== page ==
I’ve noticed that sometimes collections are begun intentionally and other times they seem to adopt us. I have a bell collection that I never wanted. I had received a bell as a gift and made the mistake of saying how much I liked it. On every special occasion for the next several years I inevitably received at least one “interesting” bell, until I finally had the courage to spill the truth and beg for the well-intentioned gift-givers to cease.
It is difficult to know when enough is enough with a collection. But when it has taken over every available shelf, countertop and dresser, it could be time to re-evaluate. Like my mother, I’ve had many collections over the years – small leather-bound books, Royal Doulton mini-mugs, Asian antiquities of various sorts, mud men – okay, so perhaps the collector gene is stronger than I thought. However, I luckily also possess the “stop-collecting” gene and can terminate as eagerly as I commence, letting the collection languish or dispersing it in a garage sale.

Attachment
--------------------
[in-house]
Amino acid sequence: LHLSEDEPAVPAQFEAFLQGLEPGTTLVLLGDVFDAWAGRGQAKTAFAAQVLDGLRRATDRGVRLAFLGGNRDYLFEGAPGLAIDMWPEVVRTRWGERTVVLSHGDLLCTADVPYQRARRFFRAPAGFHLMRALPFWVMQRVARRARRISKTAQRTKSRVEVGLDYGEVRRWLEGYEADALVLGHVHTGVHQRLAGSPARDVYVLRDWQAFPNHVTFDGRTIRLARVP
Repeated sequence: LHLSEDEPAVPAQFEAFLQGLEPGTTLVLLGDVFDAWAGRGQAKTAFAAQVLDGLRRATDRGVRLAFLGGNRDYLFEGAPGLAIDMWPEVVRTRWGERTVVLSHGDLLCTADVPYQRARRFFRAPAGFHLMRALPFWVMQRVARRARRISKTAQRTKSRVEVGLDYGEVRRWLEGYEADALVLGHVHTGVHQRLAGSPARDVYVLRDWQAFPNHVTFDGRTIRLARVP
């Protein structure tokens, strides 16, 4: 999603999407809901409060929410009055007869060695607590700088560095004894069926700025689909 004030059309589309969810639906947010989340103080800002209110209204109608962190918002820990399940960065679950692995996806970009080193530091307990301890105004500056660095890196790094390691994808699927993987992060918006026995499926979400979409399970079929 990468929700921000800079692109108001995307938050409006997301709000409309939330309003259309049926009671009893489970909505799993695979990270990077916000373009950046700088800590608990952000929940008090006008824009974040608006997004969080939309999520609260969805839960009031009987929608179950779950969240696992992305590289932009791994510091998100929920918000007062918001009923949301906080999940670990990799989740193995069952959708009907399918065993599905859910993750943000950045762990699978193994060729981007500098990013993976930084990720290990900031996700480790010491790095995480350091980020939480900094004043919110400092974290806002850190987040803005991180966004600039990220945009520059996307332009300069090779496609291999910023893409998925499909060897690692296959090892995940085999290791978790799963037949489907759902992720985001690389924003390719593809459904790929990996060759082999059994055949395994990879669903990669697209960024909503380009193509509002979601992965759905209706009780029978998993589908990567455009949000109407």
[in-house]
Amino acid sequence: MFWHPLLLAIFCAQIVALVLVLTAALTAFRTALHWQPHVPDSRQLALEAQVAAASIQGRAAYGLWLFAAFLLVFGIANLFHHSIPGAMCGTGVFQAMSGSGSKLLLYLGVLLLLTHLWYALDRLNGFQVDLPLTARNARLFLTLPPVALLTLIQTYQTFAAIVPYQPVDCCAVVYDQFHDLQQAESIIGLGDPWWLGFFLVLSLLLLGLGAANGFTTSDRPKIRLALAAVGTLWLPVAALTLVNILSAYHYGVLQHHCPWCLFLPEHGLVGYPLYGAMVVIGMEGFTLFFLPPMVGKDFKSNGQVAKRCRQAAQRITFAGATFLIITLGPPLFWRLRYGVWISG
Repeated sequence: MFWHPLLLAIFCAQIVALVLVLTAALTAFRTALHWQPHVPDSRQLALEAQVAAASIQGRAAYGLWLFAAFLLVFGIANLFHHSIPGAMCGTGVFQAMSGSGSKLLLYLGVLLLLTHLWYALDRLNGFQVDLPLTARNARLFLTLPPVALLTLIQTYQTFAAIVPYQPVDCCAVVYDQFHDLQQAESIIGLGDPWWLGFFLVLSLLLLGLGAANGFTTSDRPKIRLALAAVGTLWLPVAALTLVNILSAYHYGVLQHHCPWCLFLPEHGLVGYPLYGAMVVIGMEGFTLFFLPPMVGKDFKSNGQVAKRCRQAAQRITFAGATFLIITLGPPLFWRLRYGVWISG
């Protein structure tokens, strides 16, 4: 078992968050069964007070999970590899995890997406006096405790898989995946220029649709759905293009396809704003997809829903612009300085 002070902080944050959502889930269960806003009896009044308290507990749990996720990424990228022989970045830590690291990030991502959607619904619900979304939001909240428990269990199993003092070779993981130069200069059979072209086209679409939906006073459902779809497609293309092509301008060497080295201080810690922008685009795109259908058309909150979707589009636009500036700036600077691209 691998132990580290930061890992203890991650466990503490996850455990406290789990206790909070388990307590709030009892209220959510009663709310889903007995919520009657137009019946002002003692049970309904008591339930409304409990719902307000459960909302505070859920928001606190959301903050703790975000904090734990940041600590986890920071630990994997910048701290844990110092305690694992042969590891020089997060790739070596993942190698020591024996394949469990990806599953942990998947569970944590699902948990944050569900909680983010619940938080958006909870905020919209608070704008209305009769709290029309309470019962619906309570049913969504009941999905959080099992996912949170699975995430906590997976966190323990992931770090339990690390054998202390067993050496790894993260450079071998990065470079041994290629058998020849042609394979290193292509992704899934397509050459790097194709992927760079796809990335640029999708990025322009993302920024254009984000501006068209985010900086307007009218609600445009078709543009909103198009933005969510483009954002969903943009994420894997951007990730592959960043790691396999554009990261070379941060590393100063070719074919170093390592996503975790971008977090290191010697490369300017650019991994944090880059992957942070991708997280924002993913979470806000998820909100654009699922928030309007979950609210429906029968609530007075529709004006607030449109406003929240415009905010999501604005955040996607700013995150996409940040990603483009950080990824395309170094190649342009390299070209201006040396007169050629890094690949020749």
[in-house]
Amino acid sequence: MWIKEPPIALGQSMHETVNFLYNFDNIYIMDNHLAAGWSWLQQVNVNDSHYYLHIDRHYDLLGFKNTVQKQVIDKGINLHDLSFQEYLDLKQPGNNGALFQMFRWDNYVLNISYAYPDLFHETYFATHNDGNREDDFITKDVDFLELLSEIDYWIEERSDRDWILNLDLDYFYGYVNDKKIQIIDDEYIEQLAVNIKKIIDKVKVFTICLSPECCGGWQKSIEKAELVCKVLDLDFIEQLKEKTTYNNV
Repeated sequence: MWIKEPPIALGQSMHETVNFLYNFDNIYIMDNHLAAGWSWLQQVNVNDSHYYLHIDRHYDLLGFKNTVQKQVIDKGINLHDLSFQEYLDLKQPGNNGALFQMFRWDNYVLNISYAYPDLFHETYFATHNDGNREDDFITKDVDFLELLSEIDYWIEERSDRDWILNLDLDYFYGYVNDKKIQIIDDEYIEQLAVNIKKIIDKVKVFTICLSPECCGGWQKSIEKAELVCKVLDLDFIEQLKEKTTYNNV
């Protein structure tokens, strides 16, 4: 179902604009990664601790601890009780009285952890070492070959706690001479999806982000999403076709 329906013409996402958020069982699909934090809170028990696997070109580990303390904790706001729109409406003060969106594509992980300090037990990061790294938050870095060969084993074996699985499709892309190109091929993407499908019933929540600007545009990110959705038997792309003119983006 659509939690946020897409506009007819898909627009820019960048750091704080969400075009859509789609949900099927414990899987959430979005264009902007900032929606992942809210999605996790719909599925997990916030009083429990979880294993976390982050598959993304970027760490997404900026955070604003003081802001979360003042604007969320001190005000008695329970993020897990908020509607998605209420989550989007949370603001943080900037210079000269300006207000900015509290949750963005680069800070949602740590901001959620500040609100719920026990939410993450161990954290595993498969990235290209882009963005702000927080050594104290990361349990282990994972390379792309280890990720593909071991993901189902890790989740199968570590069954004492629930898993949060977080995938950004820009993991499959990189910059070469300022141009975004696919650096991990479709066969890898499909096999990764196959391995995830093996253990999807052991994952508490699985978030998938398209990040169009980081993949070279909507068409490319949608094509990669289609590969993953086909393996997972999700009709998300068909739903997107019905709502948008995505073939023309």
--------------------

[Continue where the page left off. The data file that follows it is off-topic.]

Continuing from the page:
Garage sales, along with antique and second-hand stores, are where collections go to die. But they are also where collections are reborn – where the teapots, owls, horses, salt and pepper shakers, baseball cards, gnomes or action figures that once belonged in someone’s cherished collection are reshuffled into someone else’s cherished collection.
Still, Christmas collectibles are in there own special category. As we haul out those boxes of precious ornaments passed down through generations or added to with decisive intent each year, visions of Christmases past and Christmases future dance in our heads, imbuing our festive baubles with heightened sentimentality.